Also contributed by Sylvia Mayer and Aliza Reicher
After the bankruptcy examiner’s investigation and report have been completed (and paid for), the question arises: Now what? Frequently, parties in litigation seek to admit all or part of the report, which represents the analysis and views of the examiner, into evidence. Consequently, to the extent offered to prove the truth of the matter asserted, the examiner report, by its very nature, may be hearsay. Both bankruptcy courts and non-bankruptcy courts have grappled with the issue of the admissibility of examiner’s reports. The result of these rulings is a mixed bag—there is no clear answer to this question. One thing is clear, however—the admissibility of an examiner’s report depends on the facts, circumstances, and equities of each situation.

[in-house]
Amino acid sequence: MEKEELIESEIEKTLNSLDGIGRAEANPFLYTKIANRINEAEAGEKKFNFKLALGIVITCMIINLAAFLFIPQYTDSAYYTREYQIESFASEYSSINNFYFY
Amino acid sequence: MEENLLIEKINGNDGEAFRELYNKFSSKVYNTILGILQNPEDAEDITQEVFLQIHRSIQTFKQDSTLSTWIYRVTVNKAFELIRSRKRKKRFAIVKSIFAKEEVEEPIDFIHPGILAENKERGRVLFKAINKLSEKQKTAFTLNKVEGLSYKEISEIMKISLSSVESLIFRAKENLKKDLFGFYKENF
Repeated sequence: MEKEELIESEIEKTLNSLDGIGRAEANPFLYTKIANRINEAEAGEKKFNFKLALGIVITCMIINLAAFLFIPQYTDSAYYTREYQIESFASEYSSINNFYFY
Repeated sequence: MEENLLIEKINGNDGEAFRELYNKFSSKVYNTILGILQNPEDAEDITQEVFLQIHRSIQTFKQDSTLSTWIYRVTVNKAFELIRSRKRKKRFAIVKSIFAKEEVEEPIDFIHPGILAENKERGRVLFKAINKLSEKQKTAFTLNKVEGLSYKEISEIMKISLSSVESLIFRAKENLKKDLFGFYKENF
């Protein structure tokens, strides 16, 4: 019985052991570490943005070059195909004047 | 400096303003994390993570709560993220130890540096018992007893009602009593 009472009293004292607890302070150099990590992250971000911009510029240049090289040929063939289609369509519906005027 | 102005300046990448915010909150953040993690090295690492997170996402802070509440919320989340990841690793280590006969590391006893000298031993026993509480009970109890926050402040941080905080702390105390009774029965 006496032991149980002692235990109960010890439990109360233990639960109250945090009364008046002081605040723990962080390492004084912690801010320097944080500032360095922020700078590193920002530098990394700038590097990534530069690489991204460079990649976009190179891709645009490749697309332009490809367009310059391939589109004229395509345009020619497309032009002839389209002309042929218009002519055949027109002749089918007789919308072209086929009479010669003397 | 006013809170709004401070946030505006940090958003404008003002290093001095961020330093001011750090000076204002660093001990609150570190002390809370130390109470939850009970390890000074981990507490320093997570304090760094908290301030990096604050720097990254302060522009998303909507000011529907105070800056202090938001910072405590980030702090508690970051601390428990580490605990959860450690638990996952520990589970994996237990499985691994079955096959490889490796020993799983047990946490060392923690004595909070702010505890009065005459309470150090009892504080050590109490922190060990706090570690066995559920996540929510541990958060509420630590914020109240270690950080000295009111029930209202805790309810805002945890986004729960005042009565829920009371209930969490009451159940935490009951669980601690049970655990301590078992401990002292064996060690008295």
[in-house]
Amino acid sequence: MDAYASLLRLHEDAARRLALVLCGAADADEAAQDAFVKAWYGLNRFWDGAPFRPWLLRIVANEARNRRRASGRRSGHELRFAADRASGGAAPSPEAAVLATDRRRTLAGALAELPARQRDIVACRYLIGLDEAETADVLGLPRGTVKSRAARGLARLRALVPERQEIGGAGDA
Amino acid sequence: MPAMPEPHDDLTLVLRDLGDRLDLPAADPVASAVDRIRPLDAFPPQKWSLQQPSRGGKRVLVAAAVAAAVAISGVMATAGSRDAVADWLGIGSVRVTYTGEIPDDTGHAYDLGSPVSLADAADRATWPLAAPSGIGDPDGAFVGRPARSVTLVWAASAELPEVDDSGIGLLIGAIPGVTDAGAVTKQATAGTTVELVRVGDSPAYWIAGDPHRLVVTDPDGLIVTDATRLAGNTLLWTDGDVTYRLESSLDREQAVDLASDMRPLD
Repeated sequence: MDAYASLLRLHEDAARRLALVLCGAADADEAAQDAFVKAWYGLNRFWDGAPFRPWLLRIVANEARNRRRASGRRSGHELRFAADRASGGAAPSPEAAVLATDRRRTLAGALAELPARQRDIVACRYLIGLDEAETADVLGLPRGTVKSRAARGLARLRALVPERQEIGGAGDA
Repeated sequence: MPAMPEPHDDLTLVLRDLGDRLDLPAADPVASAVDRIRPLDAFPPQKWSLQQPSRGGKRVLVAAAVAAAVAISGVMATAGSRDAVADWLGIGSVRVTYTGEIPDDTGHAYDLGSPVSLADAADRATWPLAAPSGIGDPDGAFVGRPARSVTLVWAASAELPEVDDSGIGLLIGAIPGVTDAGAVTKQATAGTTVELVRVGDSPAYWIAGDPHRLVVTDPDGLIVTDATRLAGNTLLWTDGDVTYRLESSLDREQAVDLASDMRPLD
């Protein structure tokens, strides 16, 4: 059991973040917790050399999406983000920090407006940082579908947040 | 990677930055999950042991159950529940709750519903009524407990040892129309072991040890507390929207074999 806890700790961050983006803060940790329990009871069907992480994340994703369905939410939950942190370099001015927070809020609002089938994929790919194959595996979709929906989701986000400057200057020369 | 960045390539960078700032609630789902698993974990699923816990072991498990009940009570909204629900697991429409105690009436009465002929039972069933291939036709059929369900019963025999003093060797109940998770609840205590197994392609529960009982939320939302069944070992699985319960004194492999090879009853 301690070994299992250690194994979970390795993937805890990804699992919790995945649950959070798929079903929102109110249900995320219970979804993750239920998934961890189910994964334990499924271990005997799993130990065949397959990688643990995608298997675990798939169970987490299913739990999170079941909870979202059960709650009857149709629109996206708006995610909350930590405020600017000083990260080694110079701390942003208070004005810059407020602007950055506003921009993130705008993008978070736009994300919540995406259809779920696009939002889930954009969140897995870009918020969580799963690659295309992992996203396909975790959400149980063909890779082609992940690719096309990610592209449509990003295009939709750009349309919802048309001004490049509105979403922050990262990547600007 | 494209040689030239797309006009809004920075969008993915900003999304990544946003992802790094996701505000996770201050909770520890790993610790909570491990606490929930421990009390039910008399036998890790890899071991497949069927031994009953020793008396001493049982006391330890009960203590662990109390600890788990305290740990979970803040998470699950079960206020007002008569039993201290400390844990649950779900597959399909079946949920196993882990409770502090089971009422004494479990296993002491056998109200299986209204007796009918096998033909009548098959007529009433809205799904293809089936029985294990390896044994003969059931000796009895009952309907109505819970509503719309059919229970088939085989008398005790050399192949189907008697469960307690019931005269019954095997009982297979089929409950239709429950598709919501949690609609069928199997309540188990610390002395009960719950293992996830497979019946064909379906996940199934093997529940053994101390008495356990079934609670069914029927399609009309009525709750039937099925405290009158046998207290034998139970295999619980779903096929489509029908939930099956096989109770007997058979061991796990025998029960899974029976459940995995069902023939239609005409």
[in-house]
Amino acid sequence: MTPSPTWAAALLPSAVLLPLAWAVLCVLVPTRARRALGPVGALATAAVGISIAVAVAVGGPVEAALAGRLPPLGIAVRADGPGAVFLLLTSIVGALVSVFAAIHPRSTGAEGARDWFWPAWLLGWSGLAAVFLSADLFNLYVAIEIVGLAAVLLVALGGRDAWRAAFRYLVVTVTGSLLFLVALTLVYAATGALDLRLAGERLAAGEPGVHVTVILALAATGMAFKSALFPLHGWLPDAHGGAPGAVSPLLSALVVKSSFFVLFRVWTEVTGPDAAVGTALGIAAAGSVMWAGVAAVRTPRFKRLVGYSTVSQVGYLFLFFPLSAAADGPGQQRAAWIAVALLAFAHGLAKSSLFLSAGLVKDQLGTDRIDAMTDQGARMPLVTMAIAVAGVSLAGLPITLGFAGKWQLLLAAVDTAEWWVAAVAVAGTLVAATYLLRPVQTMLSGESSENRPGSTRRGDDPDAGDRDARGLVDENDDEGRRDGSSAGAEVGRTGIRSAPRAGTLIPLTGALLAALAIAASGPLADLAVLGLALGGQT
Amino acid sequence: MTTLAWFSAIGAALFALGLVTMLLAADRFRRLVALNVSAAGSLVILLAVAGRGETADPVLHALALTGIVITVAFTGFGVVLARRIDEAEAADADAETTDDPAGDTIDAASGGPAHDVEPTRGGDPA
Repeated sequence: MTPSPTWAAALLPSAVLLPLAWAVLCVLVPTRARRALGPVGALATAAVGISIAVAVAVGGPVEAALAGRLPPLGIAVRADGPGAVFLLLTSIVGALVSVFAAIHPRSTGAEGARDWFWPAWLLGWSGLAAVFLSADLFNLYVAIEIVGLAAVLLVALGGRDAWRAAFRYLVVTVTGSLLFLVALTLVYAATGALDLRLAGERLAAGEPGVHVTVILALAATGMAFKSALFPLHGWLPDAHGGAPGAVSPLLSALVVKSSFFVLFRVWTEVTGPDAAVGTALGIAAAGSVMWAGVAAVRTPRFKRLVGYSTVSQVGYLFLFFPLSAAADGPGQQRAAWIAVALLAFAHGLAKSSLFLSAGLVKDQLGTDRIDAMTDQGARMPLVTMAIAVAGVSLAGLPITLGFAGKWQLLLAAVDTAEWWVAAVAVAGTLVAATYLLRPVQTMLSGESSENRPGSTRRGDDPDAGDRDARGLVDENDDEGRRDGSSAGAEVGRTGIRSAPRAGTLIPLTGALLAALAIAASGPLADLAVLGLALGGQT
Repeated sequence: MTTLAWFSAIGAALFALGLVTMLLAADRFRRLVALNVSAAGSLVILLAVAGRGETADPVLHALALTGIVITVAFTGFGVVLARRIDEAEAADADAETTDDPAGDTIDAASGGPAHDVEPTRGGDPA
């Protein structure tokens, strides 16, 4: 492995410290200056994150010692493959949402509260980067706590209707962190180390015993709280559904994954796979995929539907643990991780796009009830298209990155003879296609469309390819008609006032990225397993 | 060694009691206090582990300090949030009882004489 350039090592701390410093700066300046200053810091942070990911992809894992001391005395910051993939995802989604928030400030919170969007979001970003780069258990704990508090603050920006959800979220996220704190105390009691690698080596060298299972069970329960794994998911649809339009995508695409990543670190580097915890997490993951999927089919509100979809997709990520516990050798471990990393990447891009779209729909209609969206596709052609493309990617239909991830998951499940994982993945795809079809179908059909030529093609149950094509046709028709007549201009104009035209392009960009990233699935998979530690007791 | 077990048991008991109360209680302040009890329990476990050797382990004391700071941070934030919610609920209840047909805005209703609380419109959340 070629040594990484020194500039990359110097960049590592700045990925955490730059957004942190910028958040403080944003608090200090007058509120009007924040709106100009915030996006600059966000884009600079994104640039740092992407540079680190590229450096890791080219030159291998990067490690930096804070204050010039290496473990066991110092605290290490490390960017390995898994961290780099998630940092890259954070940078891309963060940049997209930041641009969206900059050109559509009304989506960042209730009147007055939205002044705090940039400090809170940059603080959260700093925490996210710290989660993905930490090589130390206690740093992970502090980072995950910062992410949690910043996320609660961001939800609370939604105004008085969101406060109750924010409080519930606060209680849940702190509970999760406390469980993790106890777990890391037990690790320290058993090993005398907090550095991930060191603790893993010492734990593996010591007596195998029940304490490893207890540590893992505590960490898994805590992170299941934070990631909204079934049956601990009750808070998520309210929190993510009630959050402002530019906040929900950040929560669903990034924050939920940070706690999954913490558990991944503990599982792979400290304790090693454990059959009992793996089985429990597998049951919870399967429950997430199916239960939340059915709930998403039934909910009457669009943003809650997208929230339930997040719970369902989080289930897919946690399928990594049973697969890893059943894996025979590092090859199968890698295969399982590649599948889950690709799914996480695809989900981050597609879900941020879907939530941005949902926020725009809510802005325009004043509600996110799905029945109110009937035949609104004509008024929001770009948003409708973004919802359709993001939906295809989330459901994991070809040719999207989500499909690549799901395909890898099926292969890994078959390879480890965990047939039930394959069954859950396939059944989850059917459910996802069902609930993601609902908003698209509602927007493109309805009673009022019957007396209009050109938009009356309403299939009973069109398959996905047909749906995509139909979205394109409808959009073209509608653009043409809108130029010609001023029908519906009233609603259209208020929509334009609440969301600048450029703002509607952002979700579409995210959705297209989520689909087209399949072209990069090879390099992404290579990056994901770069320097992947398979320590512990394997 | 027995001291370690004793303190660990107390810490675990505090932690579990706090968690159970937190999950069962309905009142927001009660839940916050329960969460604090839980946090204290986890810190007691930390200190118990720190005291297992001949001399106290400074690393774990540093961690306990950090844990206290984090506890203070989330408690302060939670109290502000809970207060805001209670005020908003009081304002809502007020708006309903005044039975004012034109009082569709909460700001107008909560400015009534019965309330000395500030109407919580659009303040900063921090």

Click here to read the complete article published by the American Bar Association (Spring/Summer 2011, Expert Witnesses, Vol. 7, No. 1).
Copyright © 2019 Weil, Gotshal & Manges LLP, All Rights Reserved. The contents of this website may contain attorney advertising under the laws of various states. Prior results do not guarantee a similar outcome. Weil, Gotshal & Manges LLP is headquartered in New York and has office locations in Beijing, Boston, Dallas, Frankfurt, Hong Kong, Houston, London, Miami, Munich, New York, Paris, Princeton, Shanghai, Silicon Valley, Warsaw, and Washington, D.C.